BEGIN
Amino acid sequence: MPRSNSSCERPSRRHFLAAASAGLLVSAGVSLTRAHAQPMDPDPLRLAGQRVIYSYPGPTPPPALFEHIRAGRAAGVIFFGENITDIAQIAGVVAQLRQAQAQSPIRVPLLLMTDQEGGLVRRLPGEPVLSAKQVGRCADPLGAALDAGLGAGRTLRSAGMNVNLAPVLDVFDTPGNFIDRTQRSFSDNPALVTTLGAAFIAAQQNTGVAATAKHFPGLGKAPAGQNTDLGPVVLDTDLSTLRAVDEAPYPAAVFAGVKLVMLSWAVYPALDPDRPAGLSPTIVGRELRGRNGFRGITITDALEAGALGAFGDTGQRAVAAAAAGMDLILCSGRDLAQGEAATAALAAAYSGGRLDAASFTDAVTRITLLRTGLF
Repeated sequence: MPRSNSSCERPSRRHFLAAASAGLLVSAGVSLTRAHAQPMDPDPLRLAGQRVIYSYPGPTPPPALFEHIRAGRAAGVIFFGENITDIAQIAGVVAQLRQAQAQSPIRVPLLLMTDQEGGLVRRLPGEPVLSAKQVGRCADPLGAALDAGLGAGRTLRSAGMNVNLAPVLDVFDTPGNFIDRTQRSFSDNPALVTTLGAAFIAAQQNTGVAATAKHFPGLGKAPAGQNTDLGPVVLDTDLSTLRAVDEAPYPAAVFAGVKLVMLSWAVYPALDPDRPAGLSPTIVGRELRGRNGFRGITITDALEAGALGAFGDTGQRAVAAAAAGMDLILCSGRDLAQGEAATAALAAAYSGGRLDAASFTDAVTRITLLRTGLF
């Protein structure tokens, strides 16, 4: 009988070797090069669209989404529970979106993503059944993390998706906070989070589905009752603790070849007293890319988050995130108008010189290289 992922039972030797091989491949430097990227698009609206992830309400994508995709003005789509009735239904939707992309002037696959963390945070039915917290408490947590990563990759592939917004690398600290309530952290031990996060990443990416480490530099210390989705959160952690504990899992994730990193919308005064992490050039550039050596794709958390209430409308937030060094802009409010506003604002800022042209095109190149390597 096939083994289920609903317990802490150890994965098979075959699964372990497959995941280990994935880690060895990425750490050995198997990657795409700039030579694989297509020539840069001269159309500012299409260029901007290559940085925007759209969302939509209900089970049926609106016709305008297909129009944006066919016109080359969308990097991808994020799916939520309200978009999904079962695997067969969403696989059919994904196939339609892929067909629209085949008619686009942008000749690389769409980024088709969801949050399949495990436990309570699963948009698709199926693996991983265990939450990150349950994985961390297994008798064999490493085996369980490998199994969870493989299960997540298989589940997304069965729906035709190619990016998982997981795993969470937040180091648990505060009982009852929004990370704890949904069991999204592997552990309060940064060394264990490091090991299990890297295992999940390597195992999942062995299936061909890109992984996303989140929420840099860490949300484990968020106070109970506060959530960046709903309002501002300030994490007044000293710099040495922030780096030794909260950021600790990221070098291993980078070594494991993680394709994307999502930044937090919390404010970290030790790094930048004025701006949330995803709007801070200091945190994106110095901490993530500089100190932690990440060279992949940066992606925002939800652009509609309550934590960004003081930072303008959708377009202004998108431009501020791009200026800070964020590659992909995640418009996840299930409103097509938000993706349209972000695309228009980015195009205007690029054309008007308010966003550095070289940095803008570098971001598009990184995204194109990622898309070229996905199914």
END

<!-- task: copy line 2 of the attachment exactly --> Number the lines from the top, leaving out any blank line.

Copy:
Repeated sequence: MPRSNSSCERPSRRHFLAAASAGLLVSAGVSLTRAHAQPMDPDPLRLAGQRVIYSYPGPTPPPALFEHIRAGRAAGVIFFGENITDIAQIAGVVAQLRQAQAQSPIRVPLLLMTDQEGGLVRRLPGEPVLSAKQVGRCADPLGAALDAGLGAGRTLRSAGMNVNLAPVLDVFDTPGNFIDRTQRSFSDNPALVTTLGAAFIAAQQNTGVAATAKHFPGLGKAPAGQNTDLGPVVLDTDLSTLRAVDEAPYPAAVFAGVKLVMLSWAVYPALDPDRPAGLSPTIVGRELRGRNGFRGITITDALEAGALGAFGDTGQRAVAAAAAGMDLILCSGRDLAQGEAATAALAAAYSGGRLDAASFTDAVTRITLLRTGLF